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Congress and Campaign Contributions Are Not Soon Parted

By Will Offensicht  |  January 11, 2008

There's been a lot of talk about taking money out of politics.  Laws were passed to try to limit what people are permitted to contribute to candidates or to political parties, but the laws aren't working very well because politicians don't want them to work.

The Democrats won't confirm enough members of the Federal Election Commission to make rulings on questions that come up during the coming campaign (The Wall Street Journal, Dec. 21, p A18).  Thus the laws we have, ineffective as they are, aren't going to be enforced until the election is over.  If the Democrats win, they'll appoint new commissioners that will overlook whatever they did and go after Republicans, and in the meantime, they can break the law without the commission calling them on it.

Some idealists who won't give up on the idea of making it harder for rich people to influence elections have suggested that election campaigns be paid for by the US Treasury -- in other words, we taxpayers would have to pay for campaigns intended to elect people we don't like.  In countries where this has been tried, incumbents write the rules so 1) to get the most public money, candidates have to accept limits on using private money and 2) a challenger isn't given enough public money to overcome the incumbents' advantage in name recognition.  In order to have any realistic chance to win, a challenger has to give up public money and raise it all privately.

Public funding means that challengers won't win, which is OK with incumbents.

In point of fact, we do have public funding of election campaigns through earmarks and through tax-exempt "educational" charities even though nobody wants to admit it.

Funding Through Earmarks

Earmarks are a way for Pelosi's Democrats (well, really, whichever party is in power) to send tax money directly to favored projects and contractors.  The contractors know they're supposed to kick back some of the money in campaign contributions.

The Oct 30 Wall Street Journal had a front-page article "How Lawmaker Rebuilt Hometown on Earmarks" which explains how the system works.  On page A16 column 2, they report:

...the DRS unit [in Mr. Murtha's district] helped built more than 4,000 display terminals in the last decade, some of them costing as much as $240,000 each.  A former Murtha staffer, Paul Magliocchetti, helped get the funding through Mr. Murtha's committee.  He was paid $3.2 million by DRS over that period for his lobbying efforts, federal records show.  Since 1989, Mr. Magliocchetti and executives of Lockheed and DRS have given more than $377,000 to Murtha campaign committees.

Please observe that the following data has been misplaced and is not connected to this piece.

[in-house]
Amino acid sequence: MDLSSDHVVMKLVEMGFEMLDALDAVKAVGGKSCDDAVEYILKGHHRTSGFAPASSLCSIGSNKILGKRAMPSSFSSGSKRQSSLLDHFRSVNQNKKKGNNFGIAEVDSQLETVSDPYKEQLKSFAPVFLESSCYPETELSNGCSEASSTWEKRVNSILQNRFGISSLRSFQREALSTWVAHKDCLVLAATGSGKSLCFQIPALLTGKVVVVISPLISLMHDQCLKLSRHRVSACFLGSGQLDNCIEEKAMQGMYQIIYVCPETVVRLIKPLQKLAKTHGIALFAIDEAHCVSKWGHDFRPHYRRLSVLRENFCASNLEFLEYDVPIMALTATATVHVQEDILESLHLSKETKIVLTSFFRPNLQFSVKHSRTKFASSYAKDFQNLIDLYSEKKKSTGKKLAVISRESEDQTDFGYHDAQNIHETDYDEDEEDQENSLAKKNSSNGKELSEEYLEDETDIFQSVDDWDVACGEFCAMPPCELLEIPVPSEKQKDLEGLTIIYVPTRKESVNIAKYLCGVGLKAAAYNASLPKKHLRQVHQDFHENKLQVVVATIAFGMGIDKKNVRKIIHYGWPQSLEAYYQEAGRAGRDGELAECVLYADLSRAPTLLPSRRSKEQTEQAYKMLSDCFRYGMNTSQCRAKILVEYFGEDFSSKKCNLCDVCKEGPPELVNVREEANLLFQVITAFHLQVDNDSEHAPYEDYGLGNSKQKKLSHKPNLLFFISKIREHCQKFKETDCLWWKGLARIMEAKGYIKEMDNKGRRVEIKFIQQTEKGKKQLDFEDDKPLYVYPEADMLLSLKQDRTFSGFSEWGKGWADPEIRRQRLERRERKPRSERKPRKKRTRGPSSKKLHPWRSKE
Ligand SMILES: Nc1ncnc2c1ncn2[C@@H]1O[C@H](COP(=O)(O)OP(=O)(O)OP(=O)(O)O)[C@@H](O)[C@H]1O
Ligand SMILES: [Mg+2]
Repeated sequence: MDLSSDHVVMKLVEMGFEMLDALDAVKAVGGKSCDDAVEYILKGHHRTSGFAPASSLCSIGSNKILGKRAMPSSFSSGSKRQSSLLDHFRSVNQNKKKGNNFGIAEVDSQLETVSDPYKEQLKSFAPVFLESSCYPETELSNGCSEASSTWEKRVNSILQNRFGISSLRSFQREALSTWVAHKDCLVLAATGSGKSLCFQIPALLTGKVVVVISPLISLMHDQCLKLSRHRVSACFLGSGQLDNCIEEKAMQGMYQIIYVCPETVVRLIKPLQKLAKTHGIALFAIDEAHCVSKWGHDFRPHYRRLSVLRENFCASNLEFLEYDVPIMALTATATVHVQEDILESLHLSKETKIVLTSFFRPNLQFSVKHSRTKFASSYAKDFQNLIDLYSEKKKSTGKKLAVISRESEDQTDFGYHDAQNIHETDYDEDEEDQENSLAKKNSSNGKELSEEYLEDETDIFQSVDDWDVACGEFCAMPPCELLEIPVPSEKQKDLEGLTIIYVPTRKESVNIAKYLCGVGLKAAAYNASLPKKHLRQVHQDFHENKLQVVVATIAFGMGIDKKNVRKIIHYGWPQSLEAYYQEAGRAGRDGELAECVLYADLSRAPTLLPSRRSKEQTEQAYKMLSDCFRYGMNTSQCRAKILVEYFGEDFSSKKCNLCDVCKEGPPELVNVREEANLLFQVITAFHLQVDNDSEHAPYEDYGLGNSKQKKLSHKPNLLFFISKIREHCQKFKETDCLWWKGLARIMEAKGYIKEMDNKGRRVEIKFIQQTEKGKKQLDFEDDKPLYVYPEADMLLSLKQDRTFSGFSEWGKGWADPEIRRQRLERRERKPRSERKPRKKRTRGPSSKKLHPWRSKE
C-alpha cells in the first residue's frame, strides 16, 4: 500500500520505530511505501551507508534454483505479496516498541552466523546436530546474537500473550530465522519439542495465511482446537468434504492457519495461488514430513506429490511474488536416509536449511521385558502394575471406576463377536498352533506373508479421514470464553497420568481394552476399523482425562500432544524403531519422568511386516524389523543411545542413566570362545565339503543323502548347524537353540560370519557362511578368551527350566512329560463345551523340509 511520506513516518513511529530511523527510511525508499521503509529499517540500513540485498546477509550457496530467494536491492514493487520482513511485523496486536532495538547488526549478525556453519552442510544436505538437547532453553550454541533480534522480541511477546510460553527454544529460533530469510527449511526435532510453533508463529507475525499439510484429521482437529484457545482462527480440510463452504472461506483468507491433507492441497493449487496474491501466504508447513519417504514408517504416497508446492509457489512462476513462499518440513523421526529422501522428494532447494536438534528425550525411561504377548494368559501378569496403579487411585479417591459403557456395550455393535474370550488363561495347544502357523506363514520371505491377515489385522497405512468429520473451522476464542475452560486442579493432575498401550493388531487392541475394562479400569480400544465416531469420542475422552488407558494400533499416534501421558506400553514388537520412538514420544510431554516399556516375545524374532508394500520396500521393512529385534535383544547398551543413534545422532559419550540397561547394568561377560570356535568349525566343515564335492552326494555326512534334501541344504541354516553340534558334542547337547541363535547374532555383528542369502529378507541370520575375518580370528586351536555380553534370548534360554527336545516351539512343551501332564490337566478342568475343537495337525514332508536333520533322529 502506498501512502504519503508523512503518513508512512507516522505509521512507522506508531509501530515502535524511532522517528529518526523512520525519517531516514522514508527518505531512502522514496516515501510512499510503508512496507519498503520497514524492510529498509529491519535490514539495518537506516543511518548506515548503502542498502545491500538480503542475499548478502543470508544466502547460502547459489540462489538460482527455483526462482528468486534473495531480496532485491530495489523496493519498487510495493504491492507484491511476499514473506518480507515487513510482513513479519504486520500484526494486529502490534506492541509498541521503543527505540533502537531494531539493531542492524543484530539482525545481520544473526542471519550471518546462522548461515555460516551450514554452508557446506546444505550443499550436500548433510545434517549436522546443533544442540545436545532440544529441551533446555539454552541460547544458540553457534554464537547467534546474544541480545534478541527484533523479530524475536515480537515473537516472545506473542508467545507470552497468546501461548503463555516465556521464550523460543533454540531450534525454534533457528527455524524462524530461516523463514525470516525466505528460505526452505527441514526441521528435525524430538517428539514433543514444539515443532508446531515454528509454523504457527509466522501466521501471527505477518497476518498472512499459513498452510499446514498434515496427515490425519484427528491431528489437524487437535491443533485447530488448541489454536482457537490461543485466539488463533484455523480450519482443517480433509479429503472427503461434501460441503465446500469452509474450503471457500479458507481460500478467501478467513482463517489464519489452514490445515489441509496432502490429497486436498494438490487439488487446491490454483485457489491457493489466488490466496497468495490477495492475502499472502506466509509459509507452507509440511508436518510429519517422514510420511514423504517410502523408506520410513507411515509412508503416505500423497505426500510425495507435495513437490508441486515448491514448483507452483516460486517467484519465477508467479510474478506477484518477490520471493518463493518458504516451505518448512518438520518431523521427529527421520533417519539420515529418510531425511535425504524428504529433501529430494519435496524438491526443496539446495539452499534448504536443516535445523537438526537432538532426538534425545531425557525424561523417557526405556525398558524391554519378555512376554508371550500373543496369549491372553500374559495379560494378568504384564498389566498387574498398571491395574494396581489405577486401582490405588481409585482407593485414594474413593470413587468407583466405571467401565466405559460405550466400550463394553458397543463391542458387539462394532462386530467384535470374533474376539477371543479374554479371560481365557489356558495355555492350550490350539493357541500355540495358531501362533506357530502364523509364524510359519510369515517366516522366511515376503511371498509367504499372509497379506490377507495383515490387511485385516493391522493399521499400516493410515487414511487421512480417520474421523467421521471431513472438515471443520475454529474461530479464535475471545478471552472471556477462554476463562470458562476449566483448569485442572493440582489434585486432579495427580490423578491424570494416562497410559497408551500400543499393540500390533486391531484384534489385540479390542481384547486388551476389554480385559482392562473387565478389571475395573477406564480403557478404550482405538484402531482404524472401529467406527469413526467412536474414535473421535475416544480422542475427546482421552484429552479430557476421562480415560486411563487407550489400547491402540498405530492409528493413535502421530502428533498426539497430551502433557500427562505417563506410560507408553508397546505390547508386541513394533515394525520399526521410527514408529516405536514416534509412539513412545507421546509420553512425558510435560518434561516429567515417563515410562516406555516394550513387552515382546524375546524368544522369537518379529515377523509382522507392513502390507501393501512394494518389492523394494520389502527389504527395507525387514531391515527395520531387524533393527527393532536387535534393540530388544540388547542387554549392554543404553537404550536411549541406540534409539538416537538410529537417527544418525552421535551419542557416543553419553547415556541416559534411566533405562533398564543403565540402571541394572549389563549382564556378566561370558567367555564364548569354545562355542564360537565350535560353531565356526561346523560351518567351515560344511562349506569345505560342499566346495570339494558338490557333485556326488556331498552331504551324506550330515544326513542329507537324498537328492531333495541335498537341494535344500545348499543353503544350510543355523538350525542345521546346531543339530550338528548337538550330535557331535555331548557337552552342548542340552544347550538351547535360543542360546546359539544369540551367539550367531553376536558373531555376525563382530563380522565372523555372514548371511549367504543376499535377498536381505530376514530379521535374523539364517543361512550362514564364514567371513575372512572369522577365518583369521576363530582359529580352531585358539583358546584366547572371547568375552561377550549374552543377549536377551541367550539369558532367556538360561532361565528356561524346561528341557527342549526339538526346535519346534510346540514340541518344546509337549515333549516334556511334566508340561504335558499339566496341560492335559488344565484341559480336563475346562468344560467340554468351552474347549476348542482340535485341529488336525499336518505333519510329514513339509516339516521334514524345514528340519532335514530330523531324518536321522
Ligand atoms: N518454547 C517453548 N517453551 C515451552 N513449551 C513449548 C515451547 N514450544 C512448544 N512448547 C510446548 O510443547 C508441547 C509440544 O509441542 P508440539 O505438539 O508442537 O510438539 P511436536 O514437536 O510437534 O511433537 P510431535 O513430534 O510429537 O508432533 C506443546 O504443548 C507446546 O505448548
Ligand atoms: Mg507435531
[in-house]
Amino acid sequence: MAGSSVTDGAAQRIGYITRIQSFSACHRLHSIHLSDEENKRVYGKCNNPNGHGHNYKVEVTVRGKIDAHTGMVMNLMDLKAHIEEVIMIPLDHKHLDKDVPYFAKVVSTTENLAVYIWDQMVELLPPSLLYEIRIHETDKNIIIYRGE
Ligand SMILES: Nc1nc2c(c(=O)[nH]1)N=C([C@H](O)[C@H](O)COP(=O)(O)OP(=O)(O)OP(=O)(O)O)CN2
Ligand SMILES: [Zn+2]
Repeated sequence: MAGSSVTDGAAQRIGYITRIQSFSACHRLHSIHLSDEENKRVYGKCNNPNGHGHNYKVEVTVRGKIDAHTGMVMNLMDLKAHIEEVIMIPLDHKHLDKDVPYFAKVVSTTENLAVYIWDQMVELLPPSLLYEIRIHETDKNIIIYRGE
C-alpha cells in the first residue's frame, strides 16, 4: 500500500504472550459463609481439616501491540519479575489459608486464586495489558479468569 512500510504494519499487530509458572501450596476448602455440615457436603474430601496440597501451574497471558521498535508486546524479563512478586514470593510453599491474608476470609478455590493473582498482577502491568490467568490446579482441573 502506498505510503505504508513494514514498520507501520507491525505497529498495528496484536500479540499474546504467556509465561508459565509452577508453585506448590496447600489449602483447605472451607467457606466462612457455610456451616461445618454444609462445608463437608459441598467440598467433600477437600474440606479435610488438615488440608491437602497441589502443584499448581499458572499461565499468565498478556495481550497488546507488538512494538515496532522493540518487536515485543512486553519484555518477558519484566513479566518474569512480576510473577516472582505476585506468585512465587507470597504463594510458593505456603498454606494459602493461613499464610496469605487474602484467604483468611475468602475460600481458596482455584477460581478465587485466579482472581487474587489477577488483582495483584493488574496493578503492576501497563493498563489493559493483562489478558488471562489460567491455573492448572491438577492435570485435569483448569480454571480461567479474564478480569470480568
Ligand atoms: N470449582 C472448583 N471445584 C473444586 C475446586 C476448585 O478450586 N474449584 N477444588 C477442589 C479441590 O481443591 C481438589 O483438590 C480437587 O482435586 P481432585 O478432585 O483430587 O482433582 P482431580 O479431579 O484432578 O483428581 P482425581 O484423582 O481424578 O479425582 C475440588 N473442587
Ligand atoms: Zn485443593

Unless Mr. Murtha gets extra money under the table, this is a very inefficient way for him to finance his campaigns.  It's more or less what you'd expect of government.  Mr. Murtha got about 10% of what the lobbyist got.  The article says that DRS got about $400 million through Murtha's committee, so the lobbyist received about 1%.  Mr. Murtha spent $400 million of our money and got only $377,000 in campaign contributions.

This is corruption, pure and simple.  The WSJ article reported that many of Mr. Murtha's hometown projects were for materials and services which the agencies involved didn't want.  Mr. Murtha is giving our money to his friends in return for being reelected.

Even though the Democrats were given control of the House and Senate on a promise to clean things, up, we now know that they only thing they didn't like about Republican corruption was that they weren't in on it. Now that they're in the majority, they're letting the good times roll.

Despite the inefficiency, this is taxpayer-funded campaigning by another name, but only incumbents can take advantage of it.

Funding Through Tax-Exempt Foundations

When the McCain-Feingold campaign finance "reform" law was passed, the law made it harder for people to give money to political parties.  Instead of giving money to parties, rich people give money to tax-exempt educational foundations which advertise in favor or causes they like.

It's well known that is funded largely by a billionaire named George Soros - whose tremendous fortune originated, in large part, by being "the man who broke the Bank of England."  The bank has never quite recovered.

Is it a good idea to even further enhance the influence of  people like this, beyond the already tremendous influence inherent to great wealth?

Being tax exempt means that the rich donors can deduct their contributions from their income tax.  Again, the public is paying for political campaigns whether we like it or not.

The Right Answer

The right approach is too simple for politicians to accept because it takes away their wiggle room.  Since we can't stop money from influencing politics, the solution is to let anyone contribute any amount to anybody at all but to make the information public.

We already know our politicians are bought and paid for.  As it's been said, we have the finest Congress money can buy.  All I ask is that the voters know who owns each one.